by Daniel Pipes
November 23, 2013
Angola‘s Minister of Culture Rosa Cruz e Silva is reported to have declared Islam an illegal religion in the country because it is not an approved list of religions, and to have banned it.
Comment: It will be interesting to follow this surely-doomed effort. Muslim-majority countries like Saudi Arabia and the Maldives can effectively ban other religions but not the reverse. (November 23, 2013)
Nov. 25, 2013 update: Already, an official in the Angolan embassy in Washington has backtracked and denied the ban, telling the press that “The Republic of Angola [is] a country that does not interfere in religion. We have a lot of religions there. It is freedom of religion.”
Nov. 28, 2013 update: A report by Aristides Cabeche and David Smith in the Guardian finds the ban-Islam effort is serious: “The Islamic Community of Angola (ICA) claims that eight mosques have been destroyed in the past two years and anyone who practises Islam risks being found guilty of disobeying Angola’s penal code.” The rationale is bureaucratic:
Religious organisations are required to apply for legal recognition in Angola, which currently sanctions 83, all of them Christian. Last month the justice ministry rejected the applications of 194 organisations, including one from the Islamic community. Under Angolan law, a religious group needs more than 100,000 members and to be present in 12 of the 18 provinces to gain legal status, giving them the right to construct schools and places of worship. There are only an estimated 90,000 Muslims among Angola’s population of about 18 million. … There are 78 mosques in the country, according to the ICA, and all have been closed except those in the capital, Luanda, because they are technically unlicensed.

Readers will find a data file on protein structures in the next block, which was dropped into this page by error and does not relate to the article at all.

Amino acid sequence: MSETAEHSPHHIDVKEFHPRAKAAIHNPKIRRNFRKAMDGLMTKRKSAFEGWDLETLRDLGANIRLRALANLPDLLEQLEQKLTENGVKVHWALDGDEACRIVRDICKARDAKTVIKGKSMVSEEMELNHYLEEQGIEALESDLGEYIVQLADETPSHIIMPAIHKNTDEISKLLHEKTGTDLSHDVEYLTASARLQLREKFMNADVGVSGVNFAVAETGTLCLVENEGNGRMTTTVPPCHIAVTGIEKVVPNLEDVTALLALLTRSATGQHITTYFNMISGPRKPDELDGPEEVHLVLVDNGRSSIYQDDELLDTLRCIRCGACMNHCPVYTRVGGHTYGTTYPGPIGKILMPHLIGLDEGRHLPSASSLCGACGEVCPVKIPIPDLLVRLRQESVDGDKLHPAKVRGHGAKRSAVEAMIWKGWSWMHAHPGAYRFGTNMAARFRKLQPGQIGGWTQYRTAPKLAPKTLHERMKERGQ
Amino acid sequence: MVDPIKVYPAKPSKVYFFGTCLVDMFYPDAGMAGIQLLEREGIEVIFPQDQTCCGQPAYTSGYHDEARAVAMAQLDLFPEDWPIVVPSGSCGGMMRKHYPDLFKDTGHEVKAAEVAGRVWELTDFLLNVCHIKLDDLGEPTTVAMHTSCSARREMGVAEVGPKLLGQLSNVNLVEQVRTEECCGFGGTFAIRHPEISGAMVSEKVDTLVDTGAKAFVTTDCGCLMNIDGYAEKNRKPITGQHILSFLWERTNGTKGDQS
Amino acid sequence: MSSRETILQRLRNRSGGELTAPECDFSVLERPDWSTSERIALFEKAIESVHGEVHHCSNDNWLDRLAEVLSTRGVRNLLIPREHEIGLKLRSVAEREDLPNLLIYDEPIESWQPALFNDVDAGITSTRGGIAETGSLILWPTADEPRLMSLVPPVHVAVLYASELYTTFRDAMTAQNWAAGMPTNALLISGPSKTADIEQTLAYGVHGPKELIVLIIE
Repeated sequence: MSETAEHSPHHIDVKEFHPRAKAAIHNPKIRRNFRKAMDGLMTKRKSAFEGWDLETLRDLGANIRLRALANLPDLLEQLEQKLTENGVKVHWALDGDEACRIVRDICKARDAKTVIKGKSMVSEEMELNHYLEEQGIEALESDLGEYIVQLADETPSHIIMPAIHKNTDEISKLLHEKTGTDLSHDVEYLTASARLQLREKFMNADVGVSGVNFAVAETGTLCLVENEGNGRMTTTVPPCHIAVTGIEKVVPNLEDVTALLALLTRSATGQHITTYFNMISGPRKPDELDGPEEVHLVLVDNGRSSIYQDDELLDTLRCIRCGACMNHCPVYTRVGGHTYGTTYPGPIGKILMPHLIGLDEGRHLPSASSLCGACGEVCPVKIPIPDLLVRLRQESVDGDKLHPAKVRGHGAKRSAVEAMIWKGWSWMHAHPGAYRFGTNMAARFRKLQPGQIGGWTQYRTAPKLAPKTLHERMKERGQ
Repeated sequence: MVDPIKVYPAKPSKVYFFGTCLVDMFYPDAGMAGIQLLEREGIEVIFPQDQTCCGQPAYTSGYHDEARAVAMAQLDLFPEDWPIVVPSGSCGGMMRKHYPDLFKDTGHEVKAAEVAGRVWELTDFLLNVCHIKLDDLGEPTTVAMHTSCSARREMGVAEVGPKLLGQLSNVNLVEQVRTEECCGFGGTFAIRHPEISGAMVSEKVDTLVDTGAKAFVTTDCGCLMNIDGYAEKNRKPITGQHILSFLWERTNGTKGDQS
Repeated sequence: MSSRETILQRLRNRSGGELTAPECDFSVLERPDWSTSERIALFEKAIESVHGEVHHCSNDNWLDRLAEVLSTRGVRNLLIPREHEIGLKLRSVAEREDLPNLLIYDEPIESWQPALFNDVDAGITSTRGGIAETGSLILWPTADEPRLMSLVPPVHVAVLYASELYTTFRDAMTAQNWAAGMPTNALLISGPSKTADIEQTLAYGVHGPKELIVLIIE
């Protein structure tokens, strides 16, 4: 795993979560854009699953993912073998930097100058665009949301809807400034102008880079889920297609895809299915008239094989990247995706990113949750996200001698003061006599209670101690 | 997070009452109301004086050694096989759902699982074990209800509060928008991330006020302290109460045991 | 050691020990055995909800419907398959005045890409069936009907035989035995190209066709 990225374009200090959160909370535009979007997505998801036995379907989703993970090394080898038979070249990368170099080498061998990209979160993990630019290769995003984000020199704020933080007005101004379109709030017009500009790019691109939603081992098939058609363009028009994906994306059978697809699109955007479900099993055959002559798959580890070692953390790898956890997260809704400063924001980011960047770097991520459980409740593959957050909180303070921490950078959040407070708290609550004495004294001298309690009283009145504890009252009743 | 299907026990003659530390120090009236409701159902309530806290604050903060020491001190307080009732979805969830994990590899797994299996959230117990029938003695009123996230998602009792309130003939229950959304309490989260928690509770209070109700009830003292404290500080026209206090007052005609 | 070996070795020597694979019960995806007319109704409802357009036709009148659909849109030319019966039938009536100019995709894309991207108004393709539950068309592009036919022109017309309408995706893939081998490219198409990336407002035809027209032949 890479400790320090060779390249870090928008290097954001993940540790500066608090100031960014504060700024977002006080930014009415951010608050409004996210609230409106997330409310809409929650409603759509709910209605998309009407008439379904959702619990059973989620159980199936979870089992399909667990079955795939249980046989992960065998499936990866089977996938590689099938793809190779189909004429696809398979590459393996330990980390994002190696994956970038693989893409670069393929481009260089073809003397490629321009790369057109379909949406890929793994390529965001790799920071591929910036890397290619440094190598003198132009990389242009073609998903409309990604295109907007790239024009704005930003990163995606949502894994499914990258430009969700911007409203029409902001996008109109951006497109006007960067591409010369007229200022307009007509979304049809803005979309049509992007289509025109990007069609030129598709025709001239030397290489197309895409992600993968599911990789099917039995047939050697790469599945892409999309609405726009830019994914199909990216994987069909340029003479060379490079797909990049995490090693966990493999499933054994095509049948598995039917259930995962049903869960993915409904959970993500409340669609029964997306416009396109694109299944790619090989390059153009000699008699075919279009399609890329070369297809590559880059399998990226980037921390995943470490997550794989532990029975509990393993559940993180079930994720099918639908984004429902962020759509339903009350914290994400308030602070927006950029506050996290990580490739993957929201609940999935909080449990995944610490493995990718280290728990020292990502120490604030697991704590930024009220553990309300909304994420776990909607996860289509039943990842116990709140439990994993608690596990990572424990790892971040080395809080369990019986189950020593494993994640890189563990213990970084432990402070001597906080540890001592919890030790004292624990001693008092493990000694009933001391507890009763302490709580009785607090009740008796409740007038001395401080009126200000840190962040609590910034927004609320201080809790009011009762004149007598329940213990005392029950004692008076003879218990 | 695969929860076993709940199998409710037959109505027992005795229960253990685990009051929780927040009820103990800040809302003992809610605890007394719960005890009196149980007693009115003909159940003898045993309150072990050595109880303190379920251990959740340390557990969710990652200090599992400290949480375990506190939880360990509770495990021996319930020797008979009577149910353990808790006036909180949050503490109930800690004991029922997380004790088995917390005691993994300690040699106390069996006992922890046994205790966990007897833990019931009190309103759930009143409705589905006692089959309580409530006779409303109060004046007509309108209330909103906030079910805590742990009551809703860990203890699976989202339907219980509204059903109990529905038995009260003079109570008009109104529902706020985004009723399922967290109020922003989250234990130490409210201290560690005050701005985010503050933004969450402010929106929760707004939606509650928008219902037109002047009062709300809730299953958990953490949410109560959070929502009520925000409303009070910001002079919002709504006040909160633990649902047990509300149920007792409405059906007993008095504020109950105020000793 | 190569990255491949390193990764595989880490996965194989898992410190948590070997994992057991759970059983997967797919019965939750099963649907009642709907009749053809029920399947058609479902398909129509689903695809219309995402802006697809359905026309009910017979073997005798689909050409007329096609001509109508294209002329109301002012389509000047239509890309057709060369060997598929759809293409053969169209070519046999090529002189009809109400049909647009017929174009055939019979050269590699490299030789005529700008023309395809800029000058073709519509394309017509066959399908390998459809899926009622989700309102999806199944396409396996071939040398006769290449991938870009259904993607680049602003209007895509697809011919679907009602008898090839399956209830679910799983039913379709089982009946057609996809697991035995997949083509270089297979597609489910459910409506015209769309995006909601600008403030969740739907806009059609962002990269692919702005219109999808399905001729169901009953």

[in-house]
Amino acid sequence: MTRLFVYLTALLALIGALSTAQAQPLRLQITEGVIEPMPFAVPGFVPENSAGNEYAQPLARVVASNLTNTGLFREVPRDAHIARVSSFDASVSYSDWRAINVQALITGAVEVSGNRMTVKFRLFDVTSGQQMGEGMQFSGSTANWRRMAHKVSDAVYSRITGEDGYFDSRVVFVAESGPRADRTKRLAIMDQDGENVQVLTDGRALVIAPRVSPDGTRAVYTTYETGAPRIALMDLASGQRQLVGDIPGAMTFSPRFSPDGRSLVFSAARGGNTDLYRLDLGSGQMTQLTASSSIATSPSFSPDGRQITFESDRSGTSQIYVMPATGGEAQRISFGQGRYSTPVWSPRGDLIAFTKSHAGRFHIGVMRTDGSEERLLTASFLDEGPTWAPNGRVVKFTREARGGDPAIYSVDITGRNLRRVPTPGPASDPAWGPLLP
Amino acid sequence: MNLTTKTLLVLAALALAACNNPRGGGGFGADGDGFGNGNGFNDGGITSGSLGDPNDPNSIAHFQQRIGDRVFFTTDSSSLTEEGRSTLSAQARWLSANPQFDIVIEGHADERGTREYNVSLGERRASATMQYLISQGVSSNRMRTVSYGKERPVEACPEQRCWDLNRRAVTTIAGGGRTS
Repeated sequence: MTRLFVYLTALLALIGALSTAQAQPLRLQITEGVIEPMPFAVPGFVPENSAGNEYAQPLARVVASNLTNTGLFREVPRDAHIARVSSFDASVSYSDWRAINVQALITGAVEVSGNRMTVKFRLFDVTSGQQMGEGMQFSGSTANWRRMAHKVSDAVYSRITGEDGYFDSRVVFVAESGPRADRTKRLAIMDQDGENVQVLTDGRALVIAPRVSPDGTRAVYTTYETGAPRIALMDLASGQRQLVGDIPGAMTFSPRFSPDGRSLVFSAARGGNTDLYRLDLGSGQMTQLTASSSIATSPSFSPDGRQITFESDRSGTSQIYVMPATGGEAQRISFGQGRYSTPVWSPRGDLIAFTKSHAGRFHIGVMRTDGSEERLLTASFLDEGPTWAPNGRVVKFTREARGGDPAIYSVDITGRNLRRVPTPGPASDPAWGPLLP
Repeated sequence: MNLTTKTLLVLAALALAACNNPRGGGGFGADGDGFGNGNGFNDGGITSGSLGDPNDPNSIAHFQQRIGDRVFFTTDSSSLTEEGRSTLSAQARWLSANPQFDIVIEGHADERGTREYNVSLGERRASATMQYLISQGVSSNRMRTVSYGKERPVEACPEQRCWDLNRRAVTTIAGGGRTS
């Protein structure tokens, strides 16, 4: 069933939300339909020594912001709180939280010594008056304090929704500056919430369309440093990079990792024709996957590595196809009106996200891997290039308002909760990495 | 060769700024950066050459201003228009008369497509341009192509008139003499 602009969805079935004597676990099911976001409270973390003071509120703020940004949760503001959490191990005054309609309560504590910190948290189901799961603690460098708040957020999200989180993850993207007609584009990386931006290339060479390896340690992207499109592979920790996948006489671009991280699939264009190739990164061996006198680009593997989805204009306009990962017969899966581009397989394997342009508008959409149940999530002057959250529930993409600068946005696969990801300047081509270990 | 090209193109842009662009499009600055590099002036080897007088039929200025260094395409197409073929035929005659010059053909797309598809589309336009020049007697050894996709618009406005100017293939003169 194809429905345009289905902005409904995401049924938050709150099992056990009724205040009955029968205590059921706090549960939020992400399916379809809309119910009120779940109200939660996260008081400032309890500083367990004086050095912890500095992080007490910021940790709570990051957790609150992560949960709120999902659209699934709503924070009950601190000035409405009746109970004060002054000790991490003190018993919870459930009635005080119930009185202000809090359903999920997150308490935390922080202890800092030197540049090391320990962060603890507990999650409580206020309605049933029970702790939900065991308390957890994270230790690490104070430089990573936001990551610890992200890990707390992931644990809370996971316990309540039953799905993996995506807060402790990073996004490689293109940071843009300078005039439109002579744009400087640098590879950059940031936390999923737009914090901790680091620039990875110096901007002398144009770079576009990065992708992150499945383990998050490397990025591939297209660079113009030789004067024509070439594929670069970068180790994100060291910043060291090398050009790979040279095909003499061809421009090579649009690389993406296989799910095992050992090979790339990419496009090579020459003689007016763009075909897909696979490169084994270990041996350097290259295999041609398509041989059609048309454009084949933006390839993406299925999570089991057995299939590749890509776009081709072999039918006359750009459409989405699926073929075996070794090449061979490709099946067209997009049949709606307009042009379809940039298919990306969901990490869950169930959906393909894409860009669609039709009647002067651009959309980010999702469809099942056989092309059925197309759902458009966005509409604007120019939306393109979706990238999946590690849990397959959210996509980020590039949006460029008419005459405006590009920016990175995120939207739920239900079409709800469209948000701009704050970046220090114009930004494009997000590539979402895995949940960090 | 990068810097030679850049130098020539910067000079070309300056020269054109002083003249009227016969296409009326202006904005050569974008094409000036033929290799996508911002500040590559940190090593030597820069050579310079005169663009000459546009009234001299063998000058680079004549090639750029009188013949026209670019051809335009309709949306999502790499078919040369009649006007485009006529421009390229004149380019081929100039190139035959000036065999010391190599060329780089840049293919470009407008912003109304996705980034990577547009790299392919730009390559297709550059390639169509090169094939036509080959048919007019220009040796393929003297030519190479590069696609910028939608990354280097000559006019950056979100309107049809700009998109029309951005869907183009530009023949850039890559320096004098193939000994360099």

David Já, president of the Islamic Community of Angola (ICA), says the government’s shutting of mosques began in 2010. In addition, he states that 120 copies of the Koran burned and covered women are being targeted, “As things stand, most Muslim women are afraid to wear the veil.”
Rafael Marques de Morais, an investigative journalist in Angola, confirms these claims and goes further: “I’ve seen an order that says Muslims must destroy the mosques themselves and clear away the debris, or they will be charged for the cost of the destruction. … If the Muslims try to show any anger, they will be deported the following day.”
Source material can be found at this site.